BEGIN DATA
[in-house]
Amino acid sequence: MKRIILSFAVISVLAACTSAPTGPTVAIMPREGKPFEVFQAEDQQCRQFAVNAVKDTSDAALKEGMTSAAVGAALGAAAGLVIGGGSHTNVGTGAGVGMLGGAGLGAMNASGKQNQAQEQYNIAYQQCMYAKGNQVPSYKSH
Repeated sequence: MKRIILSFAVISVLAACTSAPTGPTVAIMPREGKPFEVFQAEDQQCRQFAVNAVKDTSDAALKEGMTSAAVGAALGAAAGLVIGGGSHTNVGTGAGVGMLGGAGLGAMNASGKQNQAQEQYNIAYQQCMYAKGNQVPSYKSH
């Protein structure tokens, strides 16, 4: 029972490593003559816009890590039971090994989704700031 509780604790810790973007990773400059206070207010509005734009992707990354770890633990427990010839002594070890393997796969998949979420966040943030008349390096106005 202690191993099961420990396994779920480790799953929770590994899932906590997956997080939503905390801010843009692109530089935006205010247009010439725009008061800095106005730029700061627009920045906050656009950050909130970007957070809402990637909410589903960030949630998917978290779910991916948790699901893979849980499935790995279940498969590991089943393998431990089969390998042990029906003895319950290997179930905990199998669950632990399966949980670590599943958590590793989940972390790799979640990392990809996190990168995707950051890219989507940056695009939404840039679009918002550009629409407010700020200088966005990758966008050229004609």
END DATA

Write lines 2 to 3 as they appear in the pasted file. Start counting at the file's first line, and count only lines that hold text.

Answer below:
Amino acid sequence: MKRIILSFAVISVLAACTSAPTGPTVAIMPREGKPFEVFQAEDQQCRQFAVNAVKDTSDAALKEGMTSAAVGAALGAAAGLVIGGGSHTNVGTGAGVGMLGGAGLGAMNASGKQNQAQEQYNIAYQQCMYAKGNQVPSYKSH
Repeated sequence: MKRIILSFAVISVLAACTSAPTGPTVAIMPREGKPFEVFQAEDQQCRQFAVNAVKDTSDAALKEGMTSAAVGAALGAAAGLVIGGGSHTNVGTGAGVGMLGGAGLGAMNASGKQNQAQEQYNIAYQQCMYAKGNQVPSYKSH